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Edmund Francis (Tim) Denny (1920–2008)

Tim Denny, who died on February 24 aged 87, was a wartime air observer who rescued a gunner from a burning bomber and was awarded the DFC and Bar; he later forged an international reputation as the leading expert on lavender and the distillation of essential oils.

At the Bridstowe estate in Tasmania, a lavender plantation founded by his father in the 1920s, Denny propagated new more productive strains, developed improved husbandry techniques, designed and built the world's first lavender-harvesting machine and designed steam distillery equipment which improved both the quality and yield of lavender oil and the productivity of the stills.

He based his designs for distilling equipment on basic research which he had carried out into distillation techniques. In 1978 he was the first to show that the orthodox theory of essential oil distillation defied the second law of thermodynamics and to discover that transference of latent heat is the principle which governs the recovery of oils by steam distillation. He enunciated this theory in his 270-page Field Distillation of Herbaceous Oils (2001), which has become the bible for distillery design engineers.

His work in this field brought him invitations to advise on and oversee the design and construction of essential oil distilleries throughout the world. As well as helping to transform production of eucalyptus, tea-tree and Pelargonium graveolens oils in Australia, he advised on sandalwood distillation in Timor, essential oil production in Papua New Guinea, distillation of Mentha arvensis in Pakistan, Anise sp and other Umbelliferae in Saudi Arabia, Eucalyptus smithii in Swaziland, Tagetes minuta in the Ciskei, Eucalyptus australiana in South Africa, orange petitgrain and neroli in Spain and citrus petigrain in Italy. His proudest claim, however, was to have designed the "Yak Pack", a portable still that could be carried up a mountain by a yak for essential oil production in remote regions of Bhutan.

Edmund Francis Keith Denny (always known as Tim) was born at Shepperton in Middlesex on September 14 1920. His father, Charles Denny, had trained initially as a chartered accountant but turned to manufacturing and became a skilled perfumier. He obtained seeds of Lavandula angustifolia from the southern French Alps and sailed with his family to Australia in 1922, hoping to go into production of lavender oil. He settled at Lilydale in northern Tasmania as it was roughly on the same latitude in the southern hemisphere as the south of France is in the northern hemisphere. The lavender plantation he established was named Bridestowe, after his wife's home town in Devon. Tim was educated at schools in Tasmania and Victoria and in 1938 he returned to Britain to read Engineering at Christ's College, Cambridge. During his time at Cambridge he became involved with the perfume trade in London and in the Grasse area of France. During the summer of 1939, he was attached to Roure Bertrand Fils et Justin Dupont SA, where he studied distillation in the lavender industry in the French Alps.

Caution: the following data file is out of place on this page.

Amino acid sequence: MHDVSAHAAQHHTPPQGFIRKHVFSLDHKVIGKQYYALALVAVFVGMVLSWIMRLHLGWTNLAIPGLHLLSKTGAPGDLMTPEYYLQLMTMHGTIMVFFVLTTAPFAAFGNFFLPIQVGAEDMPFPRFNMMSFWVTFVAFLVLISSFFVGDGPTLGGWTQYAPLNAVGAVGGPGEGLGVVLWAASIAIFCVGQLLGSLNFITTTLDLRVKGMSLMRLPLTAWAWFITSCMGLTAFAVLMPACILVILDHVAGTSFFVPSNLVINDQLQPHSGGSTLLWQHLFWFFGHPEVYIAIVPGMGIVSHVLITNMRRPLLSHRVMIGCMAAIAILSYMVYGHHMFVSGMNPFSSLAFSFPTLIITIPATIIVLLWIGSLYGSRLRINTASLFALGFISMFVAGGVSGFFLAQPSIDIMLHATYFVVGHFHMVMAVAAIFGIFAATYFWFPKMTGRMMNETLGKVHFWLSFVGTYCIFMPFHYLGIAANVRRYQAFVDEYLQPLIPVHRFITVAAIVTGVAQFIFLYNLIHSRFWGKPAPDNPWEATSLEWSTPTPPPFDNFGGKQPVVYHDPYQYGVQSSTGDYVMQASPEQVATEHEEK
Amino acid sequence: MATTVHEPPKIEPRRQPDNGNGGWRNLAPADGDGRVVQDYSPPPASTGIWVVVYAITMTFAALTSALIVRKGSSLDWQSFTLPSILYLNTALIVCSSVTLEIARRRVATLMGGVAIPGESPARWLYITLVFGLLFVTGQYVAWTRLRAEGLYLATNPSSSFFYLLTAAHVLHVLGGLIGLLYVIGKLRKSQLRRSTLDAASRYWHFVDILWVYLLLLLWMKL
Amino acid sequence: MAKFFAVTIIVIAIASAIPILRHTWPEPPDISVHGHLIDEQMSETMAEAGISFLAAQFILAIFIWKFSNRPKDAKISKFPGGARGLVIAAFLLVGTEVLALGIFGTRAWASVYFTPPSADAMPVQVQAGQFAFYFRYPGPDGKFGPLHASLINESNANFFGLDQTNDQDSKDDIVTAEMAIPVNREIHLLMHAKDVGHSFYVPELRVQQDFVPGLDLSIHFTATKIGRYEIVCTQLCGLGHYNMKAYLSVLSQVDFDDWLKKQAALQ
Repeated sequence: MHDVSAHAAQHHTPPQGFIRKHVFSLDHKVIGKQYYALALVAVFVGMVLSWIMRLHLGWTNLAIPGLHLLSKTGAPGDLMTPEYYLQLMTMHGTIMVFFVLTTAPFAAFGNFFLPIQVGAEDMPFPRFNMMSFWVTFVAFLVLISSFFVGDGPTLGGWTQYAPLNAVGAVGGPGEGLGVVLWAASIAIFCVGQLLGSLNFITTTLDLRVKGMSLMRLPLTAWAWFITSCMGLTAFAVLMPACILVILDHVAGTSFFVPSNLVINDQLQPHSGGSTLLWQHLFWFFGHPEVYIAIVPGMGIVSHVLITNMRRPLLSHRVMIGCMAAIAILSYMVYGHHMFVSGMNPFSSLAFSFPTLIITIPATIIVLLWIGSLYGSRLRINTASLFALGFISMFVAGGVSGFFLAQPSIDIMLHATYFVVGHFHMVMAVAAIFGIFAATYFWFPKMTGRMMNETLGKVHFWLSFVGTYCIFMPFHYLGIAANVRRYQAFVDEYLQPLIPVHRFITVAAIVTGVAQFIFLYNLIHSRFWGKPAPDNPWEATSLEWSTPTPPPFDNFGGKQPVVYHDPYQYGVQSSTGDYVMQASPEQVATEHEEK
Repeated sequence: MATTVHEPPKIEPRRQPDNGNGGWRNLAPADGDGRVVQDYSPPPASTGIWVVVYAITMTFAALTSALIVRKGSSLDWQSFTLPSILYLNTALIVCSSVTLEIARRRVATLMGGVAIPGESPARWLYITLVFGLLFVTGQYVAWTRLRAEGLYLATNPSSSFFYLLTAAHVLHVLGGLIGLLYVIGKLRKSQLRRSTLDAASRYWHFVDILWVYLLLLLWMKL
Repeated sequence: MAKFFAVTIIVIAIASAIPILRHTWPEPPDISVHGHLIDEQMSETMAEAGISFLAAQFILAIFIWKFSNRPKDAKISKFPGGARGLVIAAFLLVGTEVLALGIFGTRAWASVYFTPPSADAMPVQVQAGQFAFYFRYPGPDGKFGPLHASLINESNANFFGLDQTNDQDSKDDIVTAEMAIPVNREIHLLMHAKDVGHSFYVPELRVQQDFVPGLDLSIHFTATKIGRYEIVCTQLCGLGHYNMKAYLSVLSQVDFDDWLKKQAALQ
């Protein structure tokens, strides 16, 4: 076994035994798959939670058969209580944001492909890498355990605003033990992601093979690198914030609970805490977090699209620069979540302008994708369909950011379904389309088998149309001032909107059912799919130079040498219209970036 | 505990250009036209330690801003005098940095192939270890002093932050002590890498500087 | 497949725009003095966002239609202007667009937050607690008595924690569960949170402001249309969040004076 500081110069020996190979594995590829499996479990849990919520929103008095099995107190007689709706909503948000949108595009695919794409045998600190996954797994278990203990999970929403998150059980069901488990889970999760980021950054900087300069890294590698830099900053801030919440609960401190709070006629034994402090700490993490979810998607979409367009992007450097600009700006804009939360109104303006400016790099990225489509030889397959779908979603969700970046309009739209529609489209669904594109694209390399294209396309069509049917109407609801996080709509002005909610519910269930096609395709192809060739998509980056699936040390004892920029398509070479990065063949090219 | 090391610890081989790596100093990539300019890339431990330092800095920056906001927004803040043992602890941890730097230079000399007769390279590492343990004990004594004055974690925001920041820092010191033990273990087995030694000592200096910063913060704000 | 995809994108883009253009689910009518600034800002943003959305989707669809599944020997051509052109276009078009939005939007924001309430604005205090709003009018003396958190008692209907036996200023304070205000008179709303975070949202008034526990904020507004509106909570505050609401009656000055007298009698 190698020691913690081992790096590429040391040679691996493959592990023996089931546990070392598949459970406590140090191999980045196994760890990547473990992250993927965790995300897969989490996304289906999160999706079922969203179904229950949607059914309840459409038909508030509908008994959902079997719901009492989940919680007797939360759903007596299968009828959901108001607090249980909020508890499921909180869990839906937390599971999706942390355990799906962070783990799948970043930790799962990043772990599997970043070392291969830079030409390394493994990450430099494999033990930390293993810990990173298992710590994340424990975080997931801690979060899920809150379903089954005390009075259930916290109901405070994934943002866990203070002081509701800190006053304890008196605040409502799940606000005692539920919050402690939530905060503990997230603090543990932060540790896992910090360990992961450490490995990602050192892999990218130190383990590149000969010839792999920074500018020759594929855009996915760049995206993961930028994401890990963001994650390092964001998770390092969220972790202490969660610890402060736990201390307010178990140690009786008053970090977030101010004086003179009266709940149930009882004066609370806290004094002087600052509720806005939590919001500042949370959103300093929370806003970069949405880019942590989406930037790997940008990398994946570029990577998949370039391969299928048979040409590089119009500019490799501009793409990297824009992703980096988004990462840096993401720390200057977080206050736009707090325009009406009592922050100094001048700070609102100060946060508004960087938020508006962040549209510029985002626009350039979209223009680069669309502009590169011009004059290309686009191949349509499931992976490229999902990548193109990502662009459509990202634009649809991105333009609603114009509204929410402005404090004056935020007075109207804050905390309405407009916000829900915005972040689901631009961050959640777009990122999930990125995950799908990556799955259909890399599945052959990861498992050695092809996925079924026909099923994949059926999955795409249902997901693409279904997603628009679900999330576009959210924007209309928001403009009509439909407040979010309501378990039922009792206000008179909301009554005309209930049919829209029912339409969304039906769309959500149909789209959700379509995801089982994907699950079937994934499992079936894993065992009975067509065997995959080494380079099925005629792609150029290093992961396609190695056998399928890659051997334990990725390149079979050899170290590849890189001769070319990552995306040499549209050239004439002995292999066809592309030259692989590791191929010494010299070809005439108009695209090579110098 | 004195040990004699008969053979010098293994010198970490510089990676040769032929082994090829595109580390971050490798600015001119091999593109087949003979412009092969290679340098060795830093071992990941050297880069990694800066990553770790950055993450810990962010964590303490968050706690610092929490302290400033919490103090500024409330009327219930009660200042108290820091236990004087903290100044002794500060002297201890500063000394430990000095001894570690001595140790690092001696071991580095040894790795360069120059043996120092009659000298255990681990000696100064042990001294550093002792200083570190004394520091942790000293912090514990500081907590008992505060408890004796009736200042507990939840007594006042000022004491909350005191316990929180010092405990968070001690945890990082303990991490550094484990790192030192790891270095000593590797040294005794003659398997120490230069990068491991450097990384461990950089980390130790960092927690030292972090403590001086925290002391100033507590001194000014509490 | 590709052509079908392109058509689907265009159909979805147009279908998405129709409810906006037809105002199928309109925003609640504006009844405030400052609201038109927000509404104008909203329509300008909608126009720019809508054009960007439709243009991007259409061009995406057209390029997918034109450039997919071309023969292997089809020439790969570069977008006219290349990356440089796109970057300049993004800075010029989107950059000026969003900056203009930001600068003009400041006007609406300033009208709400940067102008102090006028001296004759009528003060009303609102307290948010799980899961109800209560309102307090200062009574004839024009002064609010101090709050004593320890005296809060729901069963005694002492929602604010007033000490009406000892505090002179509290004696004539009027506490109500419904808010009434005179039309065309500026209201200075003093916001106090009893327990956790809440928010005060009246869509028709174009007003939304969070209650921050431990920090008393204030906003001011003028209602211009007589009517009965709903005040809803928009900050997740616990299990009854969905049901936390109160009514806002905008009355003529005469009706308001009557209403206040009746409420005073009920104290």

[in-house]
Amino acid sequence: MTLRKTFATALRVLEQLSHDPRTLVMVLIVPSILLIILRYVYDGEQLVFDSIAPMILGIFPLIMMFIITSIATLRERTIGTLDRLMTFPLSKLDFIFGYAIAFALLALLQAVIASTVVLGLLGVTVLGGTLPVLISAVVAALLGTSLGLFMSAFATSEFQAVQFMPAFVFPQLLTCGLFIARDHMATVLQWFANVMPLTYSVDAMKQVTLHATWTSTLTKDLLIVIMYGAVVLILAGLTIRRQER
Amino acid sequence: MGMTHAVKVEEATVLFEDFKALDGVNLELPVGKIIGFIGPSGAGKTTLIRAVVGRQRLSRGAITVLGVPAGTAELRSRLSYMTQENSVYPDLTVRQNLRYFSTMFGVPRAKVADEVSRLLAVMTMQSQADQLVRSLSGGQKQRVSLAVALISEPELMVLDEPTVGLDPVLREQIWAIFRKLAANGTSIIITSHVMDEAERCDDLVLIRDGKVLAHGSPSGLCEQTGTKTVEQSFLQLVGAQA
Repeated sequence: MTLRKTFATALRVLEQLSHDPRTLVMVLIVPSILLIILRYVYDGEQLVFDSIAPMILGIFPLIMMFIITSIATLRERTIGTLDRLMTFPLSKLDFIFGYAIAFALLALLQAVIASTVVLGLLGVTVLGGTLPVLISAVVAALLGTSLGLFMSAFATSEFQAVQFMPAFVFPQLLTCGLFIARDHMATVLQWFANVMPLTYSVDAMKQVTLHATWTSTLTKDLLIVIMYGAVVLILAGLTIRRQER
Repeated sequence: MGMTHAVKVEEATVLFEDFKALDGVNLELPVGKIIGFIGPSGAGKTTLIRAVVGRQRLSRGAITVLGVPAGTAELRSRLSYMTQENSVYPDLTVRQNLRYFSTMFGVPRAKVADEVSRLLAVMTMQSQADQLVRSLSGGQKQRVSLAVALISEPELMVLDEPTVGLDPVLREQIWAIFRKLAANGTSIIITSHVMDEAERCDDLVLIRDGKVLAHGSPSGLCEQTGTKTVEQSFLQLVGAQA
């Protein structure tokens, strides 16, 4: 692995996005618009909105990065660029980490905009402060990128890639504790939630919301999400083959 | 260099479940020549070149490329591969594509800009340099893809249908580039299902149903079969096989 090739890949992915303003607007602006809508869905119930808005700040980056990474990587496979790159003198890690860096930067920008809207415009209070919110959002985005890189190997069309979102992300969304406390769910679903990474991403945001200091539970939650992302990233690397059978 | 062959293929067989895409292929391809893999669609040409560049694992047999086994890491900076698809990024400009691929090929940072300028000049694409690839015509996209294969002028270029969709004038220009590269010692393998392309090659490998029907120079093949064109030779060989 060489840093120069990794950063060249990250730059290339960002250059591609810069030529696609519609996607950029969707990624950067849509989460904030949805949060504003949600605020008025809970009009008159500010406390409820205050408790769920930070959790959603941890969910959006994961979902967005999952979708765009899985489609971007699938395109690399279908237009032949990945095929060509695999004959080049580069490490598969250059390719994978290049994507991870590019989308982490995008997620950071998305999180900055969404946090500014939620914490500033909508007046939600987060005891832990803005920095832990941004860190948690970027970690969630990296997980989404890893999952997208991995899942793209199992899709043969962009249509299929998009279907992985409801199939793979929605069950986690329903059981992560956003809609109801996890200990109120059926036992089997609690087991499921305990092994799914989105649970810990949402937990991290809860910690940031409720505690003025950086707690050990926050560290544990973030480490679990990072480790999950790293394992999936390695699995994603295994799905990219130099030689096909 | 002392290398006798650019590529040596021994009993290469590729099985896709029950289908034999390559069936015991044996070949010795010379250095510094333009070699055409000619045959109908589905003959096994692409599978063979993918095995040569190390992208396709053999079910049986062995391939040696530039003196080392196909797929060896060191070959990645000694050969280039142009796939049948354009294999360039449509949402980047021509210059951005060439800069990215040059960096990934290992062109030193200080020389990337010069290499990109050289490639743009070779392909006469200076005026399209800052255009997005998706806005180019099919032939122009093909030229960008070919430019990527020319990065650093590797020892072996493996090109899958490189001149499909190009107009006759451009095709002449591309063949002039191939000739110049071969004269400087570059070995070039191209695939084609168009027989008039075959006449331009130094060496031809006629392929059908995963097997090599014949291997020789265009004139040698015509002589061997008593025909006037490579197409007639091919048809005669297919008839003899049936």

Denny joined the RAF in June 1940 and trained as an air observer. He joined No 114 Squadron, which was equipped with the Blenheim bomber flying from an airfield in Norfolk. On the night of April 26 1942, Denny and his crew took off to bomb the airfield at Eindhoven. As they left the target a German night fighter attacked them and their aircraft was badly damaged. One of the two engines was put out of action but the Australian pilot was able to shake off the enemy fighter. As the Blenheim approached the Suffolk coast, the bomber's second engine began to fail and the pilot made a crash landing on a disused airfield near Diss. Denny and his pilot scrambled clear just as the aircraft burst into flames. Denny quickly realised that the gunner was trapped by twisted metal and could not escape and he returned to the burning bomber where he managed to break open the escape hatch and help free the wounded gunner.

On the night of May 30 Denny and his crew flew on the first Thousand Bomber Raid, which targeted Cologne, when the Blenheim force attacked enemy airfields to disrupt the German night fighter force.